If you feel your photography is exceptional and you are a top photographer, try sending your images to Nat Geo.
They only have one rule. You must send them the RAW image aswell. If its tweeked, its in the bin.
Dont believe me? Then give it a try.
so what your saying is its ok to have my raw settings, picture style/saturation/sharpness etc set in camera, but if i zero out everything and do it in my raw converter then its not ok?
that makes no sense to me whatsoever !
Bang on again.....
If I set up everything before the shot, then the out-of-camera jpg is acceptable.
If I take that RAW file and apply the exact same settings, it is evil.
And strangely enough, If I take that RAW file and make a B/W jpg out of it.... that's OK ?!?!?!?!?!
And all this from the magazine that publishes photos of "Bart the Bear" from Wasatch Rocky Mountain Animals as wildlife? That's like me heading of to the Papanac Zoo and shooting pictures of the wild animals.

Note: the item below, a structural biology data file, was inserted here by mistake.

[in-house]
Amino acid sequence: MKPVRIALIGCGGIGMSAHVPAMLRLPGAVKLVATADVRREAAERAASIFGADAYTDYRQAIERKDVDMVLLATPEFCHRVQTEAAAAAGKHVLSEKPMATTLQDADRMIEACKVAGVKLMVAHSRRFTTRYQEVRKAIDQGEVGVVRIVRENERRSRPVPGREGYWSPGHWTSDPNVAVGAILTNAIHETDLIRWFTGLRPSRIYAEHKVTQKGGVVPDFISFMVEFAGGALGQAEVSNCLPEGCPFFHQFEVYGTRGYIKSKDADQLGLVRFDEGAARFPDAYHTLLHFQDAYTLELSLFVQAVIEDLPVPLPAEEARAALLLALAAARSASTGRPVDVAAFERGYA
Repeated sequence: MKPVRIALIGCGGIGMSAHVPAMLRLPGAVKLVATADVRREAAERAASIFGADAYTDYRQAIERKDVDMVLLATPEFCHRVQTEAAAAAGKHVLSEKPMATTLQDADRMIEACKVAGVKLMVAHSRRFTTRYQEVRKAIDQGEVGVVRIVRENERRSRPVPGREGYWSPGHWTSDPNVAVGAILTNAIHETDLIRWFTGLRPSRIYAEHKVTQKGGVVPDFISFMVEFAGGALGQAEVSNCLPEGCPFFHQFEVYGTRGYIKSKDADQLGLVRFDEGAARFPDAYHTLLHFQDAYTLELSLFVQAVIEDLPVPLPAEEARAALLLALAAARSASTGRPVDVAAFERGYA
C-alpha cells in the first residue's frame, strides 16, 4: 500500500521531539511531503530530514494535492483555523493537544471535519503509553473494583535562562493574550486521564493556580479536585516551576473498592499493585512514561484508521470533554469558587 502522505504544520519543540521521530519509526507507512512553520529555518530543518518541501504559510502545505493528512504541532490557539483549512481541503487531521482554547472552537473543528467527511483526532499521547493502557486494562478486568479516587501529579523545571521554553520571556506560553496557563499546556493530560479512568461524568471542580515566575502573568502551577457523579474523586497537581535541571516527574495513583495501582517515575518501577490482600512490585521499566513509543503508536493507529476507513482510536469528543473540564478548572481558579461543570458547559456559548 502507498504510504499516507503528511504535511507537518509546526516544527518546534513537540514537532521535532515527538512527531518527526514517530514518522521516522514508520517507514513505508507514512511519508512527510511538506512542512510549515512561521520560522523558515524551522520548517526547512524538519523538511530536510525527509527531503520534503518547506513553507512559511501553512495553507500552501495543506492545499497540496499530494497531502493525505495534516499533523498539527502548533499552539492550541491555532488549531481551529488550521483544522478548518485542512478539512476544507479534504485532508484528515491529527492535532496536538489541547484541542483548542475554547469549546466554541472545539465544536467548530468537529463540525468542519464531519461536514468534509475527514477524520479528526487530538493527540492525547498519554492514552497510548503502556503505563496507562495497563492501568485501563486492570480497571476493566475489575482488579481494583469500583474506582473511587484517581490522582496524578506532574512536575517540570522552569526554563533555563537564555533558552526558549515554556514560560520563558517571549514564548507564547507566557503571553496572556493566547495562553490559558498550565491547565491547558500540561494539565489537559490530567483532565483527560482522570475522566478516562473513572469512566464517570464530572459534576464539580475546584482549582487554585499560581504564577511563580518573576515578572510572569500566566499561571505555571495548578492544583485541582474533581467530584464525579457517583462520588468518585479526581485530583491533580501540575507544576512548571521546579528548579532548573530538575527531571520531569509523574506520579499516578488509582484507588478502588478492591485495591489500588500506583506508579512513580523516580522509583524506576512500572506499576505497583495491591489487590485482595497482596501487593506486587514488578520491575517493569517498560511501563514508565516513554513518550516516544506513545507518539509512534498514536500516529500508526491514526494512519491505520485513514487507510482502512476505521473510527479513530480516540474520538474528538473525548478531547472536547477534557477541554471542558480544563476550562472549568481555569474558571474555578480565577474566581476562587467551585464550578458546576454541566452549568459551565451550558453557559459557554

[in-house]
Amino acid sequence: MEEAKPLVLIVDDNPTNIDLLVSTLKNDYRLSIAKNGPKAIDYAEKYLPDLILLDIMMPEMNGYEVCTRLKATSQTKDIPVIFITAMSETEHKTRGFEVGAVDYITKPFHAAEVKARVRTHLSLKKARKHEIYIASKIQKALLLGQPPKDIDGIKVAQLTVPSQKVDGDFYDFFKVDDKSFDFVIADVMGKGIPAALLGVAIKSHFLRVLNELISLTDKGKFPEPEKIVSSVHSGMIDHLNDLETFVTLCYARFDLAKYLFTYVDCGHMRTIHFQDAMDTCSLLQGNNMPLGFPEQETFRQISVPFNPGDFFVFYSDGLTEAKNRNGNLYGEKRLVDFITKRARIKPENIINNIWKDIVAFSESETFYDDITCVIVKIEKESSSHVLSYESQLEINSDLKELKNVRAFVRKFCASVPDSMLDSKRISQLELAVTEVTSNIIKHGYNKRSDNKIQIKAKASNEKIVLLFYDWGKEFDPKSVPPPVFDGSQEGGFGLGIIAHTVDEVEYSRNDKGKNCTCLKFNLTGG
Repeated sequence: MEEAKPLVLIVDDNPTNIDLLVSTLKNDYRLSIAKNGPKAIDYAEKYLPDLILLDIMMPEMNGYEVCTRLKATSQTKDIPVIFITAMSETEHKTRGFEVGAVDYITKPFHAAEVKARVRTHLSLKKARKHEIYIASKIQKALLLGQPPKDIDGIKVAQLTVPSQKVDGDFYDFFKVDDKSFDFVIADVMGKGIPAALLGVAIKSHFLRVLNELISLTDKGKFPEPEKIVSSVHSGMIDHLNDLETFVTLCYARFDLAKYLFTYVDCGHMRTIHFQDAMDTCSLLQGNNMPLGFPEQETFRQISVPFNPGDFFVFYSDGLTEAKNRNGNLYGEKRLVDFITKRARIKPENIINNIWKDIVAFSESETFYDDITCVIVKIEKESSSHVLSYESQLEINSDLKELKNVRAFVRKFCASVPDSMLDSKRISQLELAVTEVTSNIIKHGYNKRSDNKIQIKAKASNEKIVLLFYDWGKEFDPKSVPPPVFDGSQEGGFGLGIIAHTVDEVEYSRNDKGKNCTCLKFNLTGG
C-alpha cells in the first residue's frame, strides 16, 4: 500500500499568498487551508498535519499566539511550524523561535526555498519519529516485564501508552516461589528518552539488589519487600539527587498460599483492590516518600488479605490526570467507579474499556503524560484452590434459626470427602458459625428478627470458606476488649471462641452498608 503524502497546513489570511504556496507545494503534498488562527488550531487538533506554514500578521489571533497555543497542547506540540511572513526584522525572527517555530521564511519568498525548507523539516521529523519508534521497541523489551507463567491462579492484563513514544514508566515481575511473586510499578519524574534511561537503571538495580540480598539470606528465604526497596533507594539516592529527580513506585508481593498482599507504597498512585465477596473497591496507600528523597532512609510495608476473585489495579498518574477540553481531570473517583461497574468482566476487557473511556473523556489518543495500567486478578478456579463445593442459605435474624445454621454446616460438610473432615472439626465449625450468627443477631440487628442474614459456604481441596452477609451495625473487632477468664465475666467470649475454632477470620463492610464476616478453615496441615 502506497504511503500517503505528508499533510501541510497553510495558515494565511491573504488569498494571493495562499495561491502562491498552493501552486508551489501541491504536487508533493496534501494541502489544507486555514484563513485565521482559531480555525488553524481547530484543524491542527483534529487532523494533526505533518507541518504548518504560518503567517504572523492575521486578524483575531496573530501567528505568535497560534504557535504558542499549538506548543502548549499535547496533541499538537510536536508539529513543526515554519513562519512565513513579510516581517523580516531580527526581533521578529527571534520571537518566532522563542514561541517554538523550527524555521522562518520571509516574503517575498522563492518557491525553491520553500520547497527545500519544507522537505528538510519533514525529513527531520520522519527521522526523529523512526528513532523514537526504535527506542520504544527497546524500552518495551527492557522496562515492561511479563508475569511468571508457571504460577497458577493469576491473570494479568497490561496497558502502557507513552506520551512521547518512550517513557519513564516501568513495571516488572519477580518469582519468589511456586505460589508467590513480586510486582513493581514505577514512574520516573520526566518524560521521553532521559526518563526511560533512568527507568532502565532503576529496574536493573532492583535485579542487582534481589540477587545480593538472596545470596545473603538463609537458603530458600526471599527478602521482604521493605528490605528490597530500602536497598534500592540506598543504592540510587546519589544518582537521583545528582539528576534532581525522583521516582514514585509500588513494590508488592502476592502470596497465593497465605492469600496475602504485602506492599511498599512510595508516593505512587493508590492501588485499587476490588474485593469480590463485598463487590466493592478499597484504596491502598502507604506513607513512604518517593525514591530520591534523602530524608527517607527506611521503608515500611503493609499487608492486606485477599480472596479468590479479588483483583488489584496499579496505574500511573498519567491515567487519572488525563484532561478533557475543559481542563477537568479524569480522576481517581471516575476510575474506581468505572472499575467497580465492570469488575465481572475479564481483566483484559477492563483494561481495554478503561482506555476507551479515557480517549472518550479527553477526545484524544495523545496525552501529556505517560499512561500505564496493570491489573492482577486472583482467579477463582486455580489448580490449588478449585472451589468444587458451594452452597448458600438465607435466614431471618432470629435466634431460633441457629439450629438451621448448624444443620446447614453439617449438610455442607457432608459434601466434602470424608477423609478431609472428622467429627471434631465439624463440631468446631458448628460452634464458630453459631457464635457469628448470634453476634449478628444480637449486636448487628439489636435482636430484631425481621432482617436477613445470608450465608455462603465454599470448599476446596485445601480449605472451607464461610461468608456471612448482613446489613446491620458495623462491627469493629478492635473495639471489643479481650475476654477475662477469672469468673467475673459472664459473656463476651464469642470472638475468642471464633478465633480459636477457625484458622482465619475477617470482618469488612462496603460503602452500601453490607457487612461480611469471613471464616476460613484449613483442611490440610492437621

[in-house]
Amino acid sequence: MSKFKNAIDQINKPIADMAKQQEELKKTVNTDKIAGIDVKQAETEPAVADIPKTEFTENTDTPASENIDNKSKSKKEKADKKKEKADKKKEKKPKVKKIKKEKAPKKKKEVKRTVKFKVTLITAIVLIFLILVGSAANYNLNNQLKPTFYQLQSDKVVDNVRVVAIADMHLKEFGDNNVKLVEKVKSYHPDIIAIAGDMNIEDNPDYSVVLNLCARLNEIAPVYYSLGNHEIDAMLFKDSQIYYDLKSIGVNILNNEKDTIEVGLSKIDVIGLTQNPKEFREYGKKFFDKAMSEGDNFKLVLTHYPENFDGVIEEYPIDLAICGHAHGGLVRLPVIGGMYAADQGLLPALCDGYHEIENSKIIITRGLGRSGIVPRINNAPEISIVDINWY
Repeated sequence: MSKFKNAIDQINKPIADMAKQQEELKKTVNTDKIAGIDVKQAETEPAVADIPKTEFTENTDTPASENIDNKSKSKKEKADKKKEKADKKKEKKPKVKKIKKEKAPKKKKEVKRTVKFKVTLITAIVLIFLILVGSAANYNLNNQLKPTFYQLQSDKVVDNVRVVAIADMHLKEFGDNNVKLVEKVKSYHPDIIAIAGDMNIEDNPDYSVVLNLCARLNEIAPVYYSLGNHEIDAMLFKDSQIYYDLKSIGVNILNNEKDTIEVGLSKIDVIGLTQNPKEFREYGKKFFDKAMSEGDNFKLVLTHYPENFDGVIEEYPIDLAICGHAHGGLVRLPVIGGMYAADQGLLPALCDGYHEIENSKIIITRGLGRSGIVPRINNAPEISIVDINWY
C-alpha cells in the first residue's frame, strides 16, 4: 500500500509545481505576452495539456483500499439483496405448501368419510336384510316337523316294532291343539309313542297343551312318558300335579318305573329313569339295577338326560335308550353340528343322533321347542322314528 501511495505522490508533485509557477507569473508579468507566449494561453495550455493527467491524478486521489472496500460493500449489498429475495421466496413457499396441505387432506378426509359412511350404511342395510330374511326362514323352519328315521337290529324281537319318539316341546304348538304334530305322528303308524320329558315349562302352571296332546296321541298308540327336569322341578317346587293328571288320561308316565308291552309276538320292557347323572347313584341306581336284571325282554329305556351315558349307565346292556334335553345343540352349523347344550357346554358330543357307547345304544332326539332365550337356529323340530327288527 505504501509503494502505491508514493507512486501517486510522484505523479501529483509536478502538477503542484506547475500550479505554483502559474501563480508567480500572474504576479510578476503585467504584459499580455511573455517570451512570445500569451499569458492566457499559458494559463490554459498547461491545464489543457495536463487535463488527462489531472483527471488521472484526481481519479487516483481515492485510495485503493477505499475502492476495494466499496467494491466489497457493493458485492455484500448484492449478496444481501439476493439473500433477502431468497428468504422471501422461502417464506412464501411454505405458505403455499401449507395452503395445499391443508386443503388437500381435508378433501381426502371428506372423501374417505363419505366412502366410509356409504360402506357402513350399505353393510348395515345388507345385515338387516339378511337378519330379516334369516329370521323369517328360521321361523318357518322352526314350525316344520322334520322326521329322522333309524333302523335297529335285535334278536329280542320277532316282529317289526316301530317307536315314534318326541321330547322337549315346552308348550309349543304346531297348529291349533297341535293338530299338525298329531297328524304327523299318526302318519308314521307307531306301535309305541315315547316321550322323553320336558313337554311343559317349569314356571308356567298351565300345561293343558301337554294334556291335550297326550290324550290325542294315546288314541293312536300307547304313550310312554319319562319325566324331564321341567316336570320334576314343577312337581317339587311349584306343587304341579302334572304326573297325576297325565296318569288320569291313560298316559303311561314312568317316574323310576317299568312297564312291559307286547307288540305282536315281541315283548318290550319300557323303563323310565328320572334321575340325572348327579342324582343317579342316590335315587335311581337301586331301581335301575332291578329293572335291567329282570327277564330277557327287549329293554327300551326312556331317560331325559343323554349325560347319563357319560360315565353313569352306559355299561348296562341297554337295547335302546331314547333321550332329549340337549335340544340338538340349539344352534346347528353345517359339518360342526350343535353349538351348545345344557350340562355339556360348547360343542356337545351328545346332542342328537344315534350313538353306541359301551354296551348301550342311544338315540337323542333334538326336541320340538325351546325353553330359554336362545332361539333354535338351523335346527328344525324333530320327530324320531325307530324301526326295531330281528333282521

As Spock would say.... "Highly illogical"
My view is quite a simple one. If you look at National Geographic magazine you will see photographs beyond what we see on here. Yet,they were all taken in camera. If such can be taken in camera, why do you need a computer to make your images look better when they dont?
I so want to comment and discuss so many of the posts in this thread but currently struggling with time. Shooting a feature and it requires 15 hours of my time. The heat is killing. But I will do when I can.
Will quickly say now: Image manipulation is part of the game - done in camera or in post.
Am attaching a photo I took on vacation with my 12 year old. There is no post and it was done in-camera. When I showed it to my 12 it daughter on the lcd of the camera, she said "All photographers are LIARS."